Each year the Graduate Student Council sponsors the Student Research Forum (SRF). A three-day interactive event, this year's SRF will be held on April 2-4, 2014. It will showcase research conducted by students from the schools of medicine, nursing, health professionals, and graduate studies on Wednesday, April 2, 2014. In addition to the student presentations, the SRF features a banquet (April 3, 2014) and the extremely popular A.L Chapman Keynote Research Lecture scheduled on Friday, April 4, 2014 focused on the professional development of attendees.
The A.L. Chapman Lecture series was created in honor of A.L. Chapman, Professor Emeritus of Anatomy & Cell Biology and Vice Chancellor for Academic Affairs Emeritus.
The 2014 A.L.Chapman Keynote Lecture will be presented by Dr. Mark Levine, Chief of Molecular and Clinical Nutrition and a Senior Staff Physician at NIDDK, NIH.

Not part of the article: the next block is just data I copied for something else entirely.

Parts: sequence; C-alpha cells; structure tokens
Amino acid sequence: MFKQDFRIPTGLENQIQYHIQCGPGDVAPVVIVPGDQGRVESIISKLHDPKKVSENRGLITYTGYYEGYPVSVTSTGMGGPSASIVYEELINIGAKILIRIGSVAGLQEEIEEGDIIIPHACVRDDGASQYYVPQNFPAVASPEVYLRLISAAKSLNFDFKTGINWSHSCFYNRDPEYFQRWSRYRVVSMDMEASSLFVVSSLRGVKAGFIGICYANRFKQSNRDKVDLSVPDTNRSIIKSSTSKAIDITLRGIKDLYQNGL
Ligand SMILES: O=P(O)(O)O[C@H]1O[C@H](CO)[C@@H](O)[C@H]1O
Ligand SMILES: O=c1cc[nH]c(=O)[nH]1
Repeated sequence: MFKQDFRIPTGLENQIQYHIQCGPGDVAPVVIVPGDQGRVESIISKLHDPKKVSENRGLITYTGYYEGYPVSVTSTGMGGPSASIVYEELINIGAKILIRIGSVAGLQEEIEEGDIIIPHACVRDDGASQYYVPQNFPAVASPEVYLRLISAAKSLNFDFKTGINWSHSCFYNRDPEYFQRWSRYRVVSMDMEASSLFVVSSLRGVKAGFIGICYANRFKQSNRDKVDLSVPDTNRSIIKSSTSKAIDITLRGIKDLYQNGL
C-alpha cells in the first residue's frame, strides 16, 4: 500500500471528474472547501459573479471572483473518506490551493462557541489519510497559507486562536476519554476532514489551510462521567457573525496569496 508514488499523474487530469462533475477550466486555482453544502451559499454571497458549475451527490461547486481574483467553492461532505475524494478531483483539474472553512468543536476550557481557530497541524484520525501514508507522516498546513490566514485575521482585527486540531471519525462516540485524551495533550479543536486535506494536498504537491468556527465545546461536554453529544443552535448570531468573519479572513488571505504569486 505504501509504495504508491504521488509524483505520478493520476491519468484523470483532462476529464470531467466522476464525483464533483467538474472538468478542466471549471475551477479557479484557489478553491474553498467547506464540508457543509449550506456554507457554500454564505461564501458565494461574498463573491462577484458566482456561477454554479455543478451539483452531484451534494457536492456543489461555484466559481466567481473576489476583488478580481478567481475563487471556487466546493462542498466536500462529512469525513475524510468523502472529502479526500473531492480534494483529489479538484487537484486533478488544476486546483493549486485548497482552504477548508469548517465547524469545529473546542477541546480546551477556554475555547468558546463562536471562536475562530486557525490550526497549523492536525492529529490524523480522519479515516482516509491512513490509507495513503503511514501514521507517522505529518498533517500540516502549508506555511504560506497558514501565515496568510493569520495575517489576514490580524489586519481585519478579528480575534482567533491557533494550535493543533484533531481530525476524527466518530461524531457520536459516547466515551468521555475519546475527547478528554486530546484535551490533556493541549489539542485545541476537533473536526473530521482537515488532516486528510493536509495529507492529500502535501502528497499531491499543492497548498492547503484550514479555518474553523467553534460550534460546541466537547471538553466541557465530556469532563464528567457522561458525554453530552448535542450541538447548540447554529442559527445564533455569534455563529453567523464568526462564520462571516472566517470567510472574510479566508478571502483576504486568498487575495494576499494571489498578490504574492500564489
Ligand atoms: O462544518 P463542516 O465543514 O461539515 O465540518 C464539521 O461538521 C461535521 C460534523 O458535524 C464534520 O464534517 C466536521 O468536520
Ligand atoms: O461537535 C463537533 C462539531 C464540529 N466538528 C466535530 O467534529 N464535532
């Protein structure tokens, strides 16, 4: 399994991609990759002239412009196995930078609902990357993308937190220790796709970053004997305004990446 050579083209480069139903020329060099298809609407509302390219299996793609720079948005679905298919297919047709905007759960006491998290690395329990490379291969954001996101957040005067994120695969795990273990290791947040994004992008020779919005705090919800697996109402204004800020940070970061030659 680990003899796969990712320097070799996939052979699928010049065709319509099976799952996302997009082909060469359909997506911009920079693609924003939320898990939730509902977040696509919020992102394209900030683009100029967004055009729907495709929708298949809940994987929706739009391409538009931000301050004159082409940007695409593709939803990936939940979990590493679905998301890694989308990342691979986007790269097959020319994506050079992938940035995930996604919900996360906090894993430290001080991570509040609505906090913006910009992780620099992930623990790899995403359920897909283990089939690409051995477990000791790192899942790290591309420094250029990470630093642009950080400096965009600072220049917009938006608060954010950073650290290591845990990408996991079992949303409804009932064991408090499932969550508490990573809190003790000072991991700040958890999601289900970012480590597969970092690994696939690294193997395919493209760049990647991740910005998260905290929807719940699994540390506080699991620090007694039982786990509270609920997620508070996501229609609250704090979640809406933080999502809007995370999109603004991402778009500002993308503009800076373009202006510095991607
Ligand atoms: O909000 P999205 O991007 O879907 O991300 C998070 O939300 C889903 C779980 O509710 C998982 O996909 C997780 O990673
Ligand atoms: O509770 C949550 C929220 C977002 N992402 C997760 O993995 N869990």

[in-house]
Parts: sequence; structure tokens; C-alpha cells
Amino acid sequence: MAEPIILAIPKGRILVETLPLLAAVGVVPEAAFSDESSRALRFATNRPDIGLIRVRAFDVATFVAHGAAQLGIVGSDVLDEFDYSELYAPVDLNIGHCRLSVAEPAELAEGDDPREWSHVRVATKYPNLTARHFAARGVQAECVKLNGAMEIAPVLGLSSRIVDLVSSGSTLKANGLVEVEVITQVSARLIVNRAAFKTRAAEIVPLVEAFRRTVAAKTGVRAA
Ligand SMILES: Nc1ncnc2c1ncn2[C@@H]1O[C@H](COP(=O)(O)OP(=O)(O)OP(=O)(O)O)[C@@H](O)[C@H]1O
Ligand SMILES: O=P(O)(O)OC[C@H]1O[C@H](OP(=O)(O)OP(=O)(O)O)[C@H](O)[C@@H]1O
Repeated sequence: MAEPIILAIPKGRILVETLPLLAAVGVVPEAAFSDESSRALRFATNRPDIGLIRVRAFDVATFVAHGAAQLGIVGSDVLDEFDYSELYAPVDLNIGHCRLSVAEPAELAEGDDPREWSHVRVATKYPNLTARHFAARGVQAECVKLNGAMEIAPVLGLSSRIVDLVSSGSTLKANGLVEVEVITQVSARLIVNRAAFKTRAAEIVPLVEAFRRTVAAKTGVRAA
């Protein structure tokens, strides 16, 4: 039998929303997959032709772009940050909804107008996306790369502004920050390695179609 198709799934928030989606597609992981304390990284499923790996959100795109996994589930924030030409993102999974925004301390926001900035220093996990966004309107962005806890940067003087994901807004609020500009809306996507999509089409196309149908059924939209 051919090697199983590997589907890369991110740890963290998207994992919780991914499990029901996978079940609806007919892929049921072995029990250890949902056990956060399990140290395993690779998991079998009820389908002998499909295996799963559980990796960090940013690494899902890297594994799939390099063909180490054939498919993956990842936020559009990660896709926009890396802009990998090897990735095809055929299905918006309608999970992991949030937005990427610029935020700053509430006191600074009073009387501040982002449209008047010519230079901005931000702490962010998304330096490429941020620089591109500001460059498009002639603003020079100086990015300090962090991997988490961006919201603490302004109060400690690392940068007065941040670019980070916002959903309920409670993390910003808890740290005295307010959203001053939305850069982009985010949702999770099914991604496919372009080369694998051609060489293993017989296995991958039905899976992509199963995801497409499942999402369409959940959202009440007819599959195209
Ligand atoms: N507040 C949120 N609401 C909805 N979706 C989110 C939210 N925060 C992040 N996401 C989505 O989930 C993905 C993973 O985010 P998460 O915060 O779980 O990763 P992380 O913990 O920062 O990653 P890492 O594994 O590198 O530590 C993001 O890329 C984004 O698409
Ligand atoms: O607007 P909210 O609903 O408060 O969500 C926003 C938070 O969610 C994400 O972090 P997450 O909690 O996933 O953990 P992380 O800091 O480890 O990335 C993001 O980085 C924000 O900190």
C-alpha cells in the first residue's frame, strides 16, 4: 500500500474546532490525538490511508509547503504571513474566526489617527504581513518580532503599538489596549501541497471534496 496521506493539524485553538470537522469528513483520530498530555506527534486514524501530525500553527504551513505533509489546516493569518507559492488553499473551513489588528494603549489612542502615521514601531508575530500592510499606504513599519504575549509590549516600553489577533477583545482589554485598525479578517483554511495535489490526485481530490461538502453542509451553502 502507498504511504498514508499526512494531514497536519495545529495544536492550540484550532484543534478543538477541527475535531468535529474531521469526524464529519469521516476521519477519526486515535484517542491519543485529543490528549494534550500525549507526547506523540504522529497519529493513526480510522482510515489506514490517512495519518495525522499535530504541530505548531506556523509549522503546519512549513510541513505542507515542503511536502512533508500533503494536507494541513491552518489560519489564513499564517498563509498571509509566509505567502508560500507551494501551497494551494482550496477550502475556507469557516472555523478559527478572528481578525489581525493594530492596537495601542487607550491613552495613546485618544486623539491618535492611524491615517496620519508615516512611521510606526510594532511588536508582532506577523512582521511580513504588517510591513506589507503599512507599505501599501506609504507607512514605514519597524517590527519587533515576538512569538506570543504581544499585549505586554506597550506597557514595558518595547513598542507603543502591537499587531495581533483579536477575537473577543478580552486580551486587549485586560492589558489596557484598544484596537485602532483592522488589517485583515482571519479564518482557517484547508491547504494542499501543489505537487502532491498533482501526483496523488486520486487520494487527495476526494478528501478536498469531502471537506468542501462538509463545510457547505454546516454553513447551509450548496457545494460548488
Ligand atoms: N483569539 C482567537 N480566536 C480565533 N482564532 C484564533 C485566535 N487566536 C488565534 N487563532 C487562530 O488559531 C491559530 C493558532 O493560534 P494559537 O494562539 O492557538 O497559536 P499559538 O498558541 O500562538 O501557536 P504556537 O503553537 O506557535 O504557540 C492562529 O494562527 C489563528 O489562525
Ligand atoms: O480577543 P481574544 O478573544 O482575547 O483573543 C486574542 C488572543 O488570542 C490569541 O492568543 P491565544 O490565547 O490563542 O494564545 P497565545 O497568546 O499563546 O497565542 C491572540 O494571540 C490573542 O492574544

Dr. Levine received his undergraduate degree from Brandeis University and his medical degree from Harvard Medical School. He completed training in Internal Medicine at Johns Hopkins Hospital and in Endocrinology and Metabolism at NIH, and is certified by the American Board of Internal Medicine in these specialties. Throughout his career, Dr. Levine has been both a practicing physician and a scientist. He is the author of more than 250 peer reviewed articles, chapters, books, and abstracts and is recognized internationally for his comprehensive biochemical and clinical work on vitamin C, or ascorbic acid. Work from Dr. Levine's laboratory is the basis for vitamin C intake recommendations worldwide (U.S., Canada, Japan, Germany, France, Denmark, Austria, China). Dr. Levine is a member of the American Society for Clinical Investigation and the American College of Physicians and a Fellow of the American College of Nutrition. He was the 2007 Linus Pauling Prize recipient from Oregon State University ($50,000 + medal); has received numerous other awards; and lectures nationally and internationally on vitamin C. Work from Dr. Levine's laboratory has shown unexpected and exciting promise of pharmacologic ascorbic acid in treating cancer. His long-range goals are to determine ideal vitamin ingestion in humans in health and disease using concentration-function principles and ascorbic acid as a model; to realize the full potential of ascorbic acid as a pharmacologic agent for disease treatment; to explore unexpected promise of ascorbic acid in treating complications of diabetes; and to utilize concentration-function and pharmacokinetics principles to establish recommendations for other vitamins.